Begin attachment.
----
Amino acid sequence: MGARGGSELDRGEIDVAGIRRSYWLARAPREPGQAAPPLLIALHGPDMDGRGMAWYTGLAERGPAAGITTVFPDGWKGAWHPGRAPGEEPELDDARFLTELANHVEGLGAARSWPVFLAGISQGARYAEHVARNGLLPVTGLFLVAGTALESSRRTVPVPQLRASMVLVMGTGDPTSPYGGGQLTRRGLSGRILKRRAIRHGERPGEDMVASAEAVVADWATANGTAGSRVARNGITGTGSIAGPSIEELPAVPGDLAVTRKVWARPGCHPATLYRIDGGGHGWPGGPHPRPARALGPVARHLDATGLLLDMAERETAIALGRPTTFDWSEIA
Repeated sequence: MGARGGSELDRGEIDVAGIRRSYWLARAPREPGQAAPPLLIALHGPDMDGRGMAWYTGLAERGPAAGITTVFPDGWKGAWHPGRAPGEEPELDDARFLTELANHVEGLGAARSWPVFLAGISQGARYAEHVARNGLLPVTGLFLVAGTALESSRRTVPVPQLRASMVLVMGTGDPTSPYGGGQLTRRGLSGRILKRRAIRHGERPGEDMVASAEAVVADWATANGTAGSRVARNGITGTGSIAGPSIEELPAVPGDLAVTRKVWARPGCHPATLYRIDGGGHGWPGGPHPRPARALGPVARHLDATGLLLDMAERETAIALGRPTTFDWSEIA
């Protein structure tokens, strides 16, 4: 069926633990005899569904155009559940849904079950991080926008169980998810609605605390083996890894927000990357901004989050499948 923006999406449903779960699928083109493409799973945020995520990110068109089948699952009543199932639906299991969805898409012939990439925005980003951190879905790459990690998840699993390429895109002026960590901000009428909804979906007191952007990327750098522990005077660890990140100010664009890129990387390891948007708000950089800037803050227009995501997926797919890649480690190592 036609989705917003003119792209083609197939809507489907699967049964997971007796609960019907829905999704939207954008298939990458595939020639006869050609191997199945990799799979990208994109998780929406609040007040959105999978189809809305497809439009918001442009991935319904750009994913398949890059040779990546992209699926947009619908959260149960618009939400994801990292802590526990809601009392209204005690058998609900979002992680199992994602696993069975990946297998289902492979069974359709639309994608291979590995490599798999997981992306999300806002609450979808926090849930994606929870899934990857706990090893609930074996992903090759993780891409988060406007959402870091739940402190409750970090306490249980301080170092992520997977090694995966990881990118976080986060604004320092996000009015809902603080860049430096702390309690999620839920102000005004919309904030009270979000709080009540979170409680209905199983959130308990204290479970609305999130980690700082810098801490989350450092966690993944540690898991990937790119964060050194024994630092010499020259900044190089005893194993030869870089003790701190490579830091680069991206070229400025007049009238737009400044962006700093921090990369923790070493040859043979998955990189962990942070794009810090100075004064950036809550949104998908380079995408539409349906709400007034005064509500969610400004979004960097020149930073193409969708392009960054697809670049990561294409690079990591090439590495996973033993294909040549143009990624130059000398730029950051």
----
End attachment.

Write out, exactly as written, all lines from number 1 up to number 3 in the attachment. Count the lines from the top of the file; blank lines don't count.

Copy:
Amino acid sequence: MGARGGSELDRGEIDVAGIRRSYWLARAPREPGQAAPPLLIALHGPDMDGRGMAWYTGLAERGPAAGITTVFPDGWKGAWHPGRAPGEEPELDDARFLTELANHVEGLGAARSWPVFLAGISQGARYAEHVARNGLLPVTGLFLVAGTALESSRRTVPVPQLRASMVLVMGTGDPTSPYGGGQLTRRGLSGRILKRRAIRHGERPGEDMVASAEAVVADWATANGTAGSRVARNGITGTGSIAGPSIEELPAVPGDLAVTRKVWARPGCHPATLYRIDGGGHGWPGGPHPRPARALGPVARHLDATGLLLDMAERETAIALGRPTTFDWSEIA
Repeated sequence: MGARGGSELDRGEIDVAGIRRSYWLARAPREPGQAAPPLLIALHGPDMDGRGMAWYTGLAERGPAAGITTVFPDGWKGAWHPGRAPGEEPELDDARFLTELANHVEGLGAARSWPVFLAGISQGARYAEHVARNGLLPVTGLFLVAGTALESSRRTVPVPQLRASMVLVMGTGDPTSPYGGGQLTRRGLSGRILKRRAIRHGERPGEDMVASAEAVVADWATANGTAGSRVARNGITGTGSIAGPSIEELPAVPGDLAVTRKVWARPGCHPATLYRIDGGGHGWPGGPHPRPARALGPVARHLDATGLLLDMAERETAIALGRPTTFDWSEIA
């Protein structure tokens, strides 16, 4: 069926633990005899569904155009559940849904079950991080926008169980998810609605605390083996890894927000990357901004989050499948 923006999406449903779960699928083109493409799973945020995520990110068109089948699952009543199932639906299991969805898409012939990439925005980003951190879905790459990690998840699993390429895109002026960590901000009428909804979906007191952007990327750098522990005077660890990140100010664009890129990387390891948007708000950089800037803050227009995501997926797919890649480690190592 036609989705917003003119792209083609197939809507489907699967049964997971007796609960019907829905999704939207954008298939990458595939020639006869050609191997199945990799799979990208994109998780929406609040007040959105999978189809809305497809439009918001442009991935319904750009994913398949890059040779990546992209699926947009619908959260149960618009939400994801990292802590526990809601009392209204005690058998609900979002992680199992994602696993069975990946297998289902492979069974359709639309994608291979590995490599798999997981992306999300806002609450979808926090849930994606929870899934990857706990090893609930074996992903090759993780891409988060406007959402870091739940402190409750970090306490249980301080170092992520997977090694995966990881990118976080986060604004320092996000009015809902603080860049430096702390309690999620839920102000005004919309904030009270979000709080009540979170409680209905199983959130308990204290479970609305999130980690700082810098801490989350450092966690993944540690898991990937790119964060050194024994630092010499020259900044190089005893194993030869870089003790701190490579830091680069991206070229400025007049009238737009400044962006700093921090990369923790070493040859043979998955990189962990942070794009810090100075004064950036809550949104998908380079995408539409349906709400007034005064509500969610400004979004960097020149930073193409969708392009960054697809670049990561294409690079990591090439590495996973033993294909040549143009990624130059000398730029950051």